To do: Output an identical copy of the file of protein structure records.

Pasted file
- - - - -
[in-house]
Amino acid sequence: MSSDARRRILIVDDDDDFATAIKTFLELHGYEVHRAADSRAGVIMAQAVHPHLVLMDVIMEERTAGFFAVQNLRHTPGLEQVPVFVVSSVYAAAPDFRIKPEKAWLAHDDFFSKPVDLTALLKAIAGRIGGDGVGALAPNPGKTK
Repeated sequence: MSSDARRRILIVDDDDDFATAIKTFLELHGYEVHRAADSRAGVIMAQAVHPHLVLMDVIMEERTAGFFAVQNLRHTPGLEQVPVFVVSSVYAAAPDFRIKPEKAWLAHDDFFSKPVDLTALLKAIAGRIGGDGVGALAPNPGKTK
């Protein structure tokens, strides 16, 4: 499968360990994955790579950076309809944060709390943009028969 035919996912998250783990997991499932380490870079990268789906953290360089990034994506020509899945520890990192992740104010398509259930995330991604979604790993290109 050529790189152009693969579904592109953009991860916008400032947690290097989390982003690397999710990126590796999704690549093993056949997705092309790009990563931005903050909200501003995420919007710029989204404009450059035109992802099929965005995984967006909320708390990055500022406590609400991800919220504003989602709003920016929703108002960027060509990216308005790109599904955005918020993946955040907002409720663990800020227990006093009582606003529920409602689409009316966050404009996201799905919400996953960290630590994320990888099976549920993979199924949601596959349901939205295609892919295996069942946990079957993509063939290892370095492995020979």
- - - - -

[in-house]
Amino acid sequence: MSSDARRRILIVDDDDDFATAIKTFLELHGYEVHRAADSRAGVIMAQAVHPHLVLMDVIMEERTAGFFAVQNLRHTPGLEQVPVFVVSSVYAAAPDFRIKPEKAWLAHDDFFSKPVDLTALLKAIAGRIGGDGVGALAPNPGKTK
Repeated sequence: MSSDARRRILIVDDDDDFATAIKTFLELHGYEVHRAADSRAGVIMAQAVHPHLVLMDVIMEERTAGFFAVQNLRHTPGLEQVPVFVVSSVYAAAPDFRIKPEKAWLAHDDFFSKPVDLTALLKAIAGRIGGDGVGALAPNPGKTK
């Protein structure tokens, strides 16, 4: 499968360990994955790579950076309809944060709390943009028969 035919996912998250783990997991499932380490870079990268789906953290360089990034994506020509899945520890990192992740104010398509259930995330991604979604790993290109 050529790189152009693969579904592109953009991860916008400032947690290097989390982003690397999710990126590796999704690549093993056949997705092309790009990563931005903050909200501003995420919007710029989204404009450059035109992802099929965005995984967006909320708390990055500022406590609400991800919220504003989602709003920016929703108002960027060509990216308005790109599904955005918020993946955040907002409720663990800020227990006093009582606003529920409602689409009316966050404009996201799905919400996953960290630590994320990888099976549920993979199924949601596959349901939205295609892919295996069942946990079957993509063939290892370095492995020979």